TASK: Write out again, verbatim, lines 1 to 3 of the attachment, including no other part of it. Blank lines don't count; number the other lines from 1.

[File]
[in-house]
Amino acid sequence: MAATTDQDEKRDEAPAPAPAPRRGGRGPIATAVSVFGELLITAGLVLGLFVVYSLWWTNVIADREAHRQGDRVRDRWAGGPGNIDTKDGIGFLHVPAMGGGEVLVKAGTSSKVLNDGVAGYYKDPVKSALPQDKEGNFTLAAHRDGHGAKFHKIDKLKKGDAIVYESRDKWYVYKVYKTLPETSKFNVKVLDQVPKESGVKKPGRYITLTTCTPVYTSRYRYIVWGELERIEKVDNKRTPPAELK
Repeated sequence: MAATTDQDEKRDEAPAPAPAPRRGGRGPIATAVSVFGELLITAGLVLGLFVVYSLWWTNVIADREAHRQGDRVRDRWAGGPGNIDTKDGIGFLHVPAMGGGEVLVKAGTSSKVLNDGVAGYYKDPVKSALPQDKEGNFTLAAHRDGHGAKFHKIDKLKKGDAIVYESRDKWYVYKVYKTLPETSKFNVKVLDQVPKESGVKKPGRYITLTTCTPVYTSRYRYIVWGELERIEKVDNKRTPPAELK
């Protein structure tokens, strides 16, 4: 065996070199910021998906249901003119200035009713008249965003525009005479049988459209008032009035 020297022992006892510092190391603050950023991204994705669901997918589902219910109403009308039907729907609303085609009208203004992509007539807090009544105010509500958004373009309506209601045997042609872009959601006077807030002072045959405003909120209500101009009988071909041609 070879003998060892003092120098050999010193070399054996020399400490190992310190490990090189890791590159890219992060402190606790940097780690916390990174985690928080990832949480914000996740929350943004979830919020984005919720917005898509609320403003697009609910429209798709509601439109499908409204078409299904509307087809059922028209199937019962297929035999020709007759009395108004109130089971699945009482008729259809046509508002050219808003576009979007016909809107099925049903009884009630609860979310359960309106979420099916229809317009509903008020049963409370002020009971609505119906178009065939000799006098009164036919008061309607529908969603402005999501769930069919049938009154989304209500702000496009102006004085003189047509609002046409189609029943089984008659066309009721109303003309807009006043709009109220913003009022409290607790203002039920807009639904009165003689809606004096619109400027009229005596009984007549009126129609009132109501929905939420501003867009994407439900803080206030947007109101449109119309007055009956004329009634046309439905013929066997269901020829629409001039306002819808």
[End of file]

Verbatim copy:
[in-house]
Amino acid sequence: MAATTDQDEKRDEAPAPAPAPRRGGRGPIATAVSVFGELLITAGLVLGLFVVYSLWWTNVIADREAHRQGDRVRDRWAGGPGNIDTKDGIGFLHVPAMGGGEVLVKAGTSSKVLNDGVAGYYKDPVKSALPQDKEGNFTLAAHRDGHGAKFHKIDKLKKGDAIVYESRDKWYVYKVYKTLPETSKFNVKVLDQVPKESGVKKPGRYITLTTCTPVYTSRYRYIVWGELERIEKVDNKRTPPAELK
Repeated sequence: MAATTDQDEKRDEAPAPAPAPRRGGRGPIATAVSVFGELLITAGLVLGLFVVYSLWWTNVIADREAHRQGDRVRDRWAGGPGNIDTKDGIGFLHVPAMGGGEVLVKAGTSSKVLNDGVAGYYKDPVKSALPQDKEGNFTLAAHRDGHGAKFHKIDKLKKGDAIVYESRDKWYVYKVYKTLPETSKFNVKVLDQVPKESGVKKPGRYITLTTCTPVYTSRYRYIVWGELERIEKVDNKRTPPAELK